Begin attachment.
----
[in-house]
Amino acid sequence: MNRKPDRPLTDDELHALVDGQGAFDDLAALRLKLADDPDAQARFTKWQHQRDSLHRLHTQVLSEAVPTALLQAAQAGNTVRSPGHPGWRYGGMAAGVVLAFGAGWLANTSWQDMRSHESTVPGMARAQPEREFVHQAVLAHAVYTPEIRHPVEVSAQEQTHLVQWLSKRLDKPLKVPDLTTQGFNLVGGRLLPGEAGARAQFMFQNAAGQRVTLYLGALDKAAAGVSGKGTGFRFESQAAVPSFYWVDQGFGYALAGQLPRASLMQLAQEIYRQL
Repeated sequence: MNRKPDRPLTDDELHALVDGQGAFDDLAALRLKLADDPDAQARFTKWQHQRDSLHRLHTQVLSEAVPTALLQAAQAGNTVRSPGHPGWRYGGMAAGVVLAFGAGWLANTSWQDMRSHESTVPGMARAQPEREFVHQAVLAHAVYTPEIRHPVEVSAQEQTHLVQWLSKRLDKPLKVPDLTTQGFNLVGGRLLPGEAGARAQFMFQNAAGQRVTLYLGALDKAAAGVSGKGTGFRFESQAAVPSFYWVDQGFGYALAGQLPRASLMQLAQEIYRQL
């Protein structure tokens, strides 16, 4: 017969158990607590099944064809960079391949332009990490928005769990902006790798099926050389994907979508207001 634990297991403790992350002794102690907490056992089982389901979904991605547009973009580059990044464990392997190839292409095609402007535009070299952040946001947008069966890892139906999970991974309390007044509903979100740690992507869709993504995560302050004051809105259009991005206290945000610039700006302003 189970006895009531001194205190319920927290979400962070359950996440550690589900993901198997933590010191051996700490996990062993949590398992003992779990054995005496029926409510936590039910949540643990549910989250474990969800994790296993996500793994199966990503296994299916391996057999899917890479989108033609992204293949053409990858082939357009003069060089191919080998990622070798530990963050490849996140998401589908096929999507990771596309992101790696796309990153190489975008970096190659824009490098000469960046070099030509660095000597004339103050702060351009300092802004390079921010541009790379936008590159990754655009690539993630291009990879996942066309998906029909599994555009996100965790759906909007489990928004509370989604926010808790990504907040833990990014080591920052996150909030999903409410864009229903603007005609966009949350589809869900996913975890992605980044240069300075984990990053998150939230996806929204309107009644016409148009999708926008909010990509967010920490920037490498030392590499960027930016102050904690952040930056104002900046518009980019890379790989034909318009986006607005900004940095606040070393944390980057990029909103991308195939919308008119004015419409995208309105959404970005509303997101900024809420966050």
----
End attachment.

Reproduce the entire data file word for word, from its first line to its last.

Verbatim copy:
[in-house]
Amino acid sequence: MNRKPDRPLTDDELHALVDGQGAFDDLAALRLKLADDPDAQARFTKWQHQRDSLHRLHTQVLSEAVPTALLQAAQAGNTVRSPGHPGWRYGGMAAGVVLAFGAGWLANTSWQDMRSHESTVPGMARAQPEREFVHQAVLAHAVYTPEIRHPVEVSAQEQTHLVQWLSKRLDKPLKVPDLTTQGFNLVGGRLLPGEAGARAQFMFQNAAGQRVTLYLGALDKAAAGVSGKGTGFRFESQAAVPSFYWVDQGFGYALAGQLPRASLMQLAQEIYRQL
Repeated sequence: MNRKPDRPLTDDELHALVDGQGAFDDLAALRLKLADDPDAQARFTKWQHQRDSLHRLHTQVLSEAVPTALLQAAQAGNTVRSPGHPGWRYGGMAAGVVLAFGAGWLANTSWQDMRSHESTVPGMARAQPEREFVHQAVLAHAVYTPEIRHPVEVSAQEQTHLVQWLSKRLDKPLKVPDLTTQGFNLVGGRLLPGEAGARAQFMFQNAAGQRVTLYLGALDKAAAGVSGKGTGFRFESQAAVPSFYWVDQGFGYALAGQLPRASLMQLAQEIYRQL
């Protein structure tokens, strides 16, 4: 017969158990607590099944064809960079391949332009990490928005769990902006790798099926050389994907979508207001 634990297991403790992350002794102690907490056992089982389901979904991605547009973009580059990044464990392997190839292409095609402007535009070299952040946001947008069966890892139906999970991974309390007044509903979100740690992507869709993504995560302050004051809105259009991005206290945000610039700006302003 189970006895009531001194205190319920927290979400962070359950996440550690589900993901198997933590010191051996700490996990062993949590398992003992779990054995005496029926409510936590039910949540643990549910989250474990969800994790296993996500793994199966990503296994299916391996057999899917890479989108033609992204293949053409990858082939357009003069060089191919080998990622070798530990963050490849996140998401589908096929999507990771596309992101790696796309990153190489975008970096190659824009490098000469960046070099030509660095000597004339103050702060351009300092802004390079921010541009790379936008590159990754655009690539993630291009990879996942066309998906029909599994555009996100965790759906909007489990928004509370989604926010808790990504907040833990990014080591920052996150909030999903409410864009229903603007005609966009949350589809869900996913975890992605980044240069300075984990990053998150939230996806929204309107009644016409148009999708926008909010990509967010920490920037490498030392590499960027930016102050904690952040930056104002900046518009980019890379790989034909318009986006607005900004940095606040070393944390980057990029909103991308195939919308008119004015419409995208309105959404970005509303997101900024809420966050």